Murderous rioting reportedly sparked by Muslim attacks on Christians and their property in late November destroyed 40 churches and left six pastors and at least 500 others dead, according to Nigerian church leaders.
What began as outrage over suspected voting fraud in local elections quickly crossed over Jos's religious fault line between the Islamic north and Christian south. When angry Muslims took aim at Christian sites (rather than at political targets), Christian gangs responded in self-defense. Nigerian troops reportedly killed about 400 rampaging Muslims. Islamists in turn killed more than 100 Christians. More than 25,000 persons were displaced in the violence, according to the National Emergency Management Agency.
Among the Christians killed was Joseph Yari of the Evangelical Church of West Africa (ECWA), who died helping other Christians repel Muslim fanatics bent on burning down Christ Baptist Church. Her grief notwithstanding, Mary Yari, the pastor's widow, said she had forgiven the killers. "They were ignorant of the crime they … committed because they do not know Jesus Christ," she said.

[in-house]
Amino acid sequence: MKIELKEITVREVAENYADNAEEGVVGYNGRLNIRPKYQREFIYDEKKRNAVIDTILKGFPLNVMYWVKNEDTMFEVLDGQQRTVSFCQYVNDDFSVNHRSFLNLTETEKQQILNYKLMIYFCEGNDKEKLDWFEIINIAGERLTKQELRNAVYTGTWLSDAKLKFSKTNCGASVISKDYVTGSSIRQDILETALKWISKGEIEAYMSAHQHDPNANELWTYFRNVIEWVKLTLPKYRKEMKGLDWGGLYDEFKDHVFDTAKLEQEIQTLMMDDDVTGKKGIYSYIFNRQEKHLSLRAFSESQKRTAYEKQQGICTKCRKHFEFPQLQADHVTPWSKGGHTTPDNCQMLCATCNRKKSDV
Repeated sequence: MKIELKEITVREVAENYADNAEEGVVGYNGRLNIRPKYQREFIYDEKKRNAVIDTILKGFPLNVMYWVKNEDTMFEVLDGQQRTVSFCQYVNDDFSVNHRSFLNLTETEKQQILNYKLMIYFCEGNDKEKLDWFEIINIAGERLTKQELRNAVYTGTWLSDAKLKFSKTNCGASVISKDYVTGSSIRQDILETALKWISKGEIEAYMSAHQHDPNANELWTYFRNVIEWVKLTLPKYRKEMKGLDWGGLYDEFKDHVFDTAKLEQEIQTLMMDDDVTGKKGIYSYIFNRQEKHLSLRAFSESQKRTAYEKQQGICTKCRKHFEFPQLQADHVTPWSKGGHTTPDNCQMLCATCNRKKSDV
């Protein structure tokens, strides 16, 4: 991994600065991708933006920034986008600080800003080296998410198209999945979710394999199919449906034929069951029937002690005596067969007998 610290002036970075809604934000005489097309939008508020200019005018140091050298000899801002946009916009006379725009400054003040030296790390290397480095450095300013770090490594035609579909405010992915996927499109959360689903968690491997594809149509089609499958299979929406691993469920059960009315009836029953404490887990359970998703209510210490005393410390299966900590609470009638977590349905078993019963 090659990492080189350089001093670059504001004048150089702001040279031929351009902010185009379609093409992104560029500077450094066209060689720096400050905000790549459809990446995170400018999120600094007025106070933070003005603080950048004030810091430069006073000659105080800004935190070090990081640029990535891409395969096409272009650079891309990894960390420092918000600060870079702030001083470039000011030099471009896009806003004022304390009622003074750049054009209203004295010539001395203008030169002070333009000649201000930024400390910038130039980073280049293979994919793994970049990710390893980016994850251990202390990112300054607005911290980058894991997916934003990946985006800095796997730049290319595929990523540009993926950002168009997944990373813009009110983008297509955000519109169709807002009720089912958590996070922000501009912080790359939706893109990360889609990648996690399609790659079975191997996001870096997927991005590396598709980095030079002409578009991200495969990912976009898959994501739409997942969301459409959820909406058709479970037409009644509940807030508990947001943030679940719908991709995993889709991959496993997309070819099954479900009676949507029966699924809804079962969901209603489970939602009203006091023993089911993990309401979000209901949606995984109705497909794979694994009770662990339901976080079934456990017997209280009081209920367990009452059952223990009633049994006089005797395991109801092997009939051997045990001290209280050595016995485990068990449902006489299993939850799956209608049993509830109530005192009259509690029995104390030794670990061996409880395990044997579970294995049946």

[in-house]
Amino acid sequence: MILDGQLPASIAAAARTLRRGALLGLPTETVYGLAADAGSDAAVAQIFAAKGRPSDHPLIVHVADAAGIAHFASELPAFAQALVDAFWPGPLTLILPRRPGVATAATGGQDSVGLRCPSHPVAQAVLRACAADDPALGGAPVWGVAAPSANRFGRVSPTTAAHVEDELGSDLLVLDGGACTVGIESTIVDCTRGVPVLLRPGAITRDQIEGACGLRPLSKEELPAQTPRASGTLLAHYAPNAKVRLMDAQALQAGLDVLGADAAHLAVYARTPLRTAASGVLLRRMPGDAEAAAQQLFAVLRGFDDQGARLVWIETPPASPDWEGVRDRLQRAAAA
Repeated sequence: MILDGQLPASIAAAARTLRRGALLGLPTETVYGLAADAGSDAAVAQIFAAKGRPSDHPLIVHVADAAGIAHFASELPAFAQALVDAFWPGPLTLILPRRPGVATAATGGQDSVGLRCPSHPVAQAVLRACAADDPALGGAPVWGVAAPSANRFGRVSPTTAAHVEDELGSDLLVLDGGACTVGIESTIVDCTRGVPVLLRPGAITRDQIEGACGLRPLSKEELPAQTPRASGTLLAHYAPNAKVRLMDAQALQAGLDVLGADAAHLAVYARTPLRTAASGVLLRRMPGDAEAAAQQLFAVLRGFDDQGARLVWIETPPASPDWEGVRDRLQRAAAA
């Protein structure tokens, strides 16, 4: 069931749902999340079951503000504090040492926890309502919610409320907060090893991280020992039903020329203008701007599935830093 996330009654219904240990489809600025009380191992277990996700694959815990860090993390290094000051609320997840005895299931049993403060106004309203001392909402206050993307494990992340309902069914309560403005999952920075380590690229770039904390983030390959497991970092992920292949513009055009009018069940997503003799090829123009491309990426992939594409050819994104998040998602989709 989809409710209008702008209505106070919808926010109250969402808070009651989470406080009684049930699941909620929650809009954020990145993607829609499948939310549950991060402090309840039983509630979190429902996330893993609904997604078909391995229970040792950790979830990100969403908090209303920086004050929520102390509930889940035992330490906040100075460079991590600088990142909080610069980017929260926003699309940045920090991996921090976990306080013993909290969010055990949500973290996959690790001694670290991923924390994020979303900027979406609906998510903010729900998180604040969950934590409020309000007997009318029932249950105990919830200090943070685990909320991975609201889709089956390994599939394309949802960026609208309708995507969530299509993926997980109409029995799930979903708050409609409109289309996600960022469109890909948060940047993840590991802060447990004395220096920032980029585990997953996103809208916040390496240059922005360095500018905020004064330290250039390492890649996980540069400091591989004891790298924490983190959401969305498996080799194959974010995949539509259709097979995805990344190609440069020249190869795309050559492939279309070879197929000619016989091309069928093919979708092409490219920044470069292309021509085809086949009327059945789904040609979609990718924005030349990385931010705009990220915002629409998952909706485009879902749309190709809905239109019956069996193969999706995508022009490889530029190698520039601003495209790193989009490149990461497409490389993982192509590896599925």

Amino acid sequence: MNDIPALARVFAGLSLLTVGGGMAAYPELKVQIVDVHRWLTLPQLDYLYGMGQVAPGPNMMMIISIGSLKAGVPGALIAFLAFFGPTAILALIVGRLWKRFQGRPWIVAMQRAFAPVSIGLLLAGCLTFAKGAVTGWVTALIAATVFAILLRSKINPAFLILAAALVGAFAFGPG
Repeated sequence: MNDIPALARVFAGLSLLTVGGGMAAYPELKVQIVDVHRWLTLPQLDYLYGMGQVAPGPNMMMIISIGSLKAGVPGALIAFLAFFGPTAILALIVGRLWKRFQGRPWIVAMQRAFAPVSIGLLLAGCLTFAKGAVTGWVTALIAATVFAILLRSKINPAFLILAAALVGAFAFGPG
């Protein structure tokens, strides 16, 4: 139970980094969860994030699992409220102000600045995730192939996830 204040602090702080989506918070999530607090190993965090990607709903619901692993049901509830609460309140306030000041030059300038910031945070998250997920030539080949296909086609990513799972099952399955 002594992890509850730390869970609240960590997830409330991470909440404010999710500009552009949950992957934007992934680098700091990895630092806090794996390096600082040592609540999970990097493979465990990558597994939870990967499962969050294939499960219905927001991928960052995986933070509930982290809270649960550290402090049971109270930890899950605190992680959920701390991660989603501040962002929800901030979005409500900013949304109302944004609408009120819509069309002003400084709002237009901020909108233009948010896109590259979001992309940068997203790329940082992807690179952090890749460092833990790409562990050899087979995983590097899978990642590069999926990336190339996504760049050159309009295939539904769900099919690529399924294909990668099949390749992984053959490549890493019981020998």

On September 7, 2001, religious conflict in Jos initiated more than four years of bloodshed, with Muslims and Christians taking turns attacking each other. Thousands were killed, and thousands more were displaced. In 2004, an estimated 700 people died in Yelwa, also in Plateau state, during Christian-Muslim clashes.
Benjamin Nasara of the ECWA's Plateau Church said that church history shows "the blood of the martyrs brings about the birth of the church. We see these ones who have gone ahead of us as the seeds that God is using to make the church in Jos North and Plateau state germinate."
Sunday Agang also ...1
Already a CT subscriber? Log in for full digital access.
Have something to add about this? See something we missed? Share your feedback here.
Subscribe to Christianity Today and get access to this article plus 65+ years of archives.
- Home delivery of CT magazine
- Complete access to articles on ChristianityToday.com
- Over 120 years of magazine archives plus full access to all of CT’s online archives
- Learn more